Our capacity to make ourselves miserable in the finest of conditions never ceases to amaze me.  Before we went to Casey Key, a barrier island in Sarasota County, we were seeing my wife’s parents in Sanibel, a popular tourist and retirement destination south of there. More than half of Sanibel Island is made up of wildlife refuges, and thanks to the Sanibel Comprehensive Land Use Plan of 1974, it has not been developed to death. How could you not be happy there?

I saw a local about my age tool by in a purple Fiat Spider, top down, and I envied him his choice of locale, to say nothing of his car… until he passed me and saw his bumper full of hate stickers.  They happened to be anti-Obama though you never know in Florida: This was the state that gave us the George W presidency (you could argue that the Supreme Court gave us the George W presidency) but they went Democratic in the last election – a swing-state in the truest sense. And it’s not just Republicans who become unhinged when the other party is in the White House; I know a lot of Dems who were reduced to sputtering, quivering contempt after eight years of Bush.

I guess I’m marveling at the vitriol. On the nice days you see people looking for shells on the beach (“shelling,” in the local parlance), eyes downcast and shuffling like old-school zombies. It is the picture of carelessness. No matter what your political stripe, doesn’t the whole pursuit of happiness clause mean you should give the need to be right (or left) — and always enraged — a rest once in a while? The wave I got from my neighbors when I went running on the beach was not just the one-per-center wave of recognition (though being able to be there in March by definition puts me somewhere in the upper class bracket); it’s an acknowledgement of our good fortune. Hey there, says that little wave: Ain’t it good to be alive?

I Give Up, Too

Taking a page from Alec Baldwin’s remarkable manifesto in New York Magazine – which was to free-floating hostility what Ella Fitzgerald was to scat singing – I have decided to resign from public life as well.

I’m back in New York as it happens – and why is really none of your concern – and I notice the change when I go out the door. As soon as I try to leave the food market they start with the questions:

“Did you find everything you were looking for?”

“Do you want to buy a bag for ten cents?”

“Do you want your receipt?”

It used to be you could go out on the street and be left alone. Like many rubes from the provinces, I marveled at how, the first time I came here in the eighties, people would walk right by me when I tried to ask a question. Then, over time, I came to understand that most people asking questions are a) trying to hustle you or b) too stupid to be real.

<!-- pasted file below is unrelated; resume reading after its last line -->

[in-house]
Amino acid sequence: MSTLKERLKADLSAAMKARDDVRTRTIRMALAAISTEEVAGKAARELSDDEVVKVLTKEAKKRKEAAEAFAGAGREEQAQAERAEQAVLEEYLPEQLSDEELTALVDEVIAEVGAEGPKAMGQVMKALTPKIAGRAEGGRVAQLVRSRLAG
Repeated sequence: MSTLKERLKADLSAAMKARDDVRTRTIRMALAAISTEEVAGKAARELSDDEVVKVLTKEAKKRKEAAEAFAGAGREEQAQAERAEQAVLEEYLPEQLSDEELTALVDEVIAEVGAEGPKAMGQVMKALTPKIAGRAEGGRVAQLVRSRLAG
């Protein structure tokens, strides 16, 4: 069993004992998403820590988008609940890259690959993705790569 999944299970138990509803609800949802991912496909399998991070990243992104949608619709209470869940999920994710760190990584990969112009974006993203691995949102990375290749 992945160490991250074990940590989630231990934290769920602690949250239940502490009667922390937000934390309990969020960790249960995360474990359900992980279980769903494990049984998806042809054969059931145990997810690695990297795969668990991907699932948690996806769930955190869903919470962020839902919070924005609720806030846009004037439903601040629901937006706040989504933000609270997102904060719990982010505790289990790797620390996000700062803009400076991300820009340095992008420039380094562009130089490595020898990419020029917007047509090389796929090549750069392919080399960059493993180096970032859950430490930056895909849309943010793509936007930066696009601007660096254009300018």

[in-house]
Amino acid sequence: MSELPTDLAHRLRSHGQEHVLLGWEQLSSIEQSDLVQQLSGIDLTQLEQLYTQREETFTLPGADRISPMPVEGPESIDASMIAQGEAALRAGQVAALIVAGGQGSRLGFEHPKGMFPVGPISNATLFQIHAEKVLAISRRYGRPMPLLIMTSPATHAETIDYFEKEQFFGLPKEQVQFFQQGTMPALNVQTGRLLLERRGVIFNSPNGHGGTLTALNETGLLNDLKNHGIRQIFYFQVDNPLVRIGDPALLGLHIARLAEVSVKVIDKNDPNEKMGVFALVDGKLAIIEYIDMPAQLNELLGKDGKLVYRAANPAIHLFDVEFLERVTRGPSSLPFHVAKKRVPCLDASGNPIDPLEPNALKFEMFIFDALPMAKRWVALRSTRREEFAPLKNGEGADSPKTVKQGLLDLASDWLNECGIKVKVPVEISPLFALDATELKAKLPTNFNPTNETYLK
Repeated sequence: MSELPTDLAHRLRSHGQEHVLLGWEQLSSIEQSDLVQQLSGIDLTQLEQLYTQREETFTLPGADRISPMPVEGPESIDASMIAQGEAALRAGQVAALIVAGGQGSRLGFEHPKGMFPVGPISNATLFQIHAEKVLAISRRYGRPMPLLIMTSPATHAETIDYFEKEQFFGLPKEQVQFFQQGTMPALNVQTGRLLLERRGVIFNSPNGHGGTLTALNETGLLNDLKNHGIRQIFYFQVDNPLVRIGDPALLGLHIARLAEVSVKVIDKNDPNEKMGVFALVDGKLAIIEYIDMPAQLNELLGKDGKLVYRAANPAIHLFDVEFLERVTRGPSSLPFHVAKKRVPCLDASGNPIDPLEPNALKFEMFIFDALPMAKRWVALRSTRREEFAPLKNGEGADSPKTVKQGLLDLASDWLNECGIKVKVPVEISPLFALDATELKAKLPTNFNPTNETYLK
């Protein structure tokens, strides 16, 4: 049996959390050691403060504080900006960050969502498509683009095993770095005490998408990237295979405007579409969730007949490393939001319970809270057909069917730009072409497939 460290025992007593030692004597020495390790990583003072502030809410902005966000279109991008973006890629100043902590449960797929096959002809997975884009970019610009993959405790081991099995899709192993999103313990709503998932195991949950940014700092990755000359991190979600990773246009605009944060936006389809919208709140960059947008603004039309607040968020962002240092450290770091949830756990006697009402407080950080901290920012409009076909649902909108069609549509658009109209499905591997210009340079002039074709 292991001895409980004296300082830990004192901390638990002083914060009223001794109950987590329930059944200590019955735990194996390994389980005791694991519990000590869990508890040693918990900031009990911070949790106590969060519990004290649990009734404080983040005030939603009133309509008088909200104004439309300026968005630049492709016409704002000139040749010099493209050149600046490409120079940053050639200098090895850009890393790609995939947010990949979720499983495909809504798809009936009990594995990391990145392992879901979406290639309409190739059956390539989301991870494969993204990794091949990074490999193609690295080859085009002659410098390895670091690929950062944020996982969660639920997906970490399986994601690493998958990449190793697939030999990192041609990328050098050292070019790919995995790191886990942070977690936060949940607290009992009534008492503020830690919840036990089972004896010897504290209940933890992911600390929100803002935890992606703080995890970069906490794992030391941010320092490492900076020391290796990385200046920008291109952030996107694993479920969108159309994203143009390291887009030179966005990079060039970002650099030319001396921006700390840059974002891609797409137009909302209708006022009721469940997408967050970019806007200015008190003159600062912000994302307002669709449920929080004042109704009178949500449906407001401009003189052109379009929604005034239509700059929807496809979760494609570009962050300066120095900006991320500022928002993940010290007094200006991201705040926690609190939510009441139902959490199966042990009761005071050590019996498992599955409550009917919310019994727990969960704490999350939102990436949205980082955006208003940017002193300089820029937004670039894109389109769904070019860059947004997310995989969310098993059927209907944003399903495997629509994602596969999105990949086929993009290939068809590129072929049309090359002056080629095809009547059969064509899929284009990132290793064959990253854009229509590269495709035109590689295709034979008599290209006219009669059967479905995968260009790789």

Or as the fellow said to the cop in Times Square, having asked many strangers: “Is there any way to get to the Statue of Liberty without fucking myself?”

You could count on people to leave you alone. I remember, having seen Eric Bogosian in one of his one-man shows the night before, walking past the monologist on a street in Soho. “Hey, great show last night!” I shouted. He looked at me like he wanted to call security.

Note to Alec: I don’t think Bogosian has many strangers bugging him these days.

Not that I’m saying Alec was overreacting but I did see him once on West 12th   Street. I happened to be on the phone and smiling about something when I made eye contact with him and he looked at me like I owed him money.  So paranoia may just be his Pepsodent.

But back to me. It used to be, here in Fort Greene (and wouldn’t you like to know my exact address?) you could count on no one asking you for nothing. Okay, there was that crack head that offered to blow me but she did call me “Sir.” Now total strangers emerge from the subway in the summer and ask, with a French accent, “Where is ze flea market?” Really, pal: Do I look like Fodor’s?

Which is why I’m moving to California. Actually, I moved to California last year – When? I don’t think’s that’s really any of your business – and the energy has changed in the Bay Area. Where people used to ask you inappropriate questions all the time – “How’s it going?” “What’s up?” – now most people are content to interact with their phones and leave you alone.

Except for the homeless people. They’re still asking me for money.

So if you want to find me you’ll have to use the phone book (“What’s that?” I hear you say) and then drive around my neighborhood and hope to see me out walking my dog.

What kind of dog? The nerve of some people.